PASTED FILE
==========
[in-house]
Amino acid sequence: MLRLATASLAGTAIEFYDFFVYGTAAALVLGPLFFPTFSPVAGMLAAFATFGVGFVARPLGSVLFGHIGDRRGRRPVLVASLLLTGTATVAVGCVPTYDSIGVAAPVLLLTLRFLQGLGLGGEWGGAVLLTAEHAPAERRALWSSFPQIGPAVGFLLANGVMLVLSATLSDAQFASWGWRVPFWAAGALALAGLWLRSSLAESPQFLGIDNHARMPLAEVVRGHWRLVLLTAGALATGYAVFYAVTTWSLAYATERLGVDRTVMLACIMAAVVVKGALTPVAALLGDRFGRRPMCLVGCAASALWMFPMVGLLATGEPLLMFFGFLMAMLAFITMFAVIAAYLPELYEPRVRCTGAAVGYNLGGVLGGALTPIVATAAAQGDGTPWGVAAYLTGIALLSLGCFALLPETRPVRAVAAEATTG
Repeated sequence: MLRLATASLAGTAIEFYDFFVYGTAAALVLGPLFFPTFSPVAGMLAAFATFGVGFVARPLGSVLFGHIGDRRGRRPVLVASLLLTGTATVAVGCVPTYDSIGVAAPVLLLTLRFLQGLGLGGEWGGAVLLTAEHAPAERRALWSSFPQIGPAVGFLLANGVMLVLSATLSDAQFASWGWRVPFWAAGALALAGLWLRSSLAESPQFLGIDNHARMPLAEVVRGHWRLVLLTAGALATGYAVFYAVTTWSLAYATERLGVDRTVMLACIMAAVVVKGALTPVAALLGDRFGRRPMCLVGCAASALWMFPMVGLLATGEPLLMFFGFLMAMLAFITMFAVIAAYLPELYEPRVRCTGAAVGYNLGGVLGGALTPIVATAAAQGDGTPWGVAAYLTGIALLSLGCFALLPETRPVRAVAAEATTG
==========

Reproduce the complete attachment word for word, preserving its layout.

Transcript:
[in-house]
Amino acid sequence: MLRLATASLAGTAIEFYDFFVYGTAAALVLGPLFFPTFSPVAGMLAAFATFGVGFVARPLGSVLFGHIGDRRGRRPVLVASLLLTGTATVAVGCVPTYDSIGVAAPVLLLTLRFLQGLGLGGEWGGAVLLTAEHAPAERRALWSSFPQIGPAVGFLLANGVMLVLSATLSDAQFASWGWRVPFWAAGALALAGLWLRSSLAESPQFLGIDNHARMPLAEVVRGHWRLVLLTAGALATGYAVFYAVTTWSLAYATERLGVDRTVMLACIMAAVVVKGALTPVAALLGDRFGRRPMCLVGCAASALWMFPMVGLLATGEPLLMFFGFLMAMLAFITMFAVIAAYLPELYEPRVRCTGAAVGYNLGGVLGGALTPIVATAAAQGDGTPWGVAAYLTGIALLSLGCFALLPETRPVRAVAAEATTG
Repeated sequence: MLRLATASLAGTAIEFYDFFVYGTAAALVLGPLFFPTFSPVAGMLAAFATFGVGFVARPLGSVLFGHIGDRRGRRPVLVASLLLTGTATVAVGCVPTYDSIGVAAPVLLLTLRFLQGLGLGGEWGGAVLLTAEHAPAERRALWSSFPQIGPAVGFLLANGVMLVLSATLSDAQFASWGWRVPFWAAGALALAGLWLRSSLAESPQFLGIDNHARMPLAEVVRGHWRLVLLTAGALATGYAVFYAVTTWSLAYATERLGVDRTVMLACIMAAVVVKGALTPVAALLGDRFGRRPMCLVGCAASALWMFPMVGLLATGEPLLMFFGFLMAMLAFITMFAVIAAYLPELYEPRVRCTGAAVGYNLGGVLGGALTPIVATAAAQGDGTPWGVAAYLTGIALLSLGCFALLPETRPVRAVAAEATTG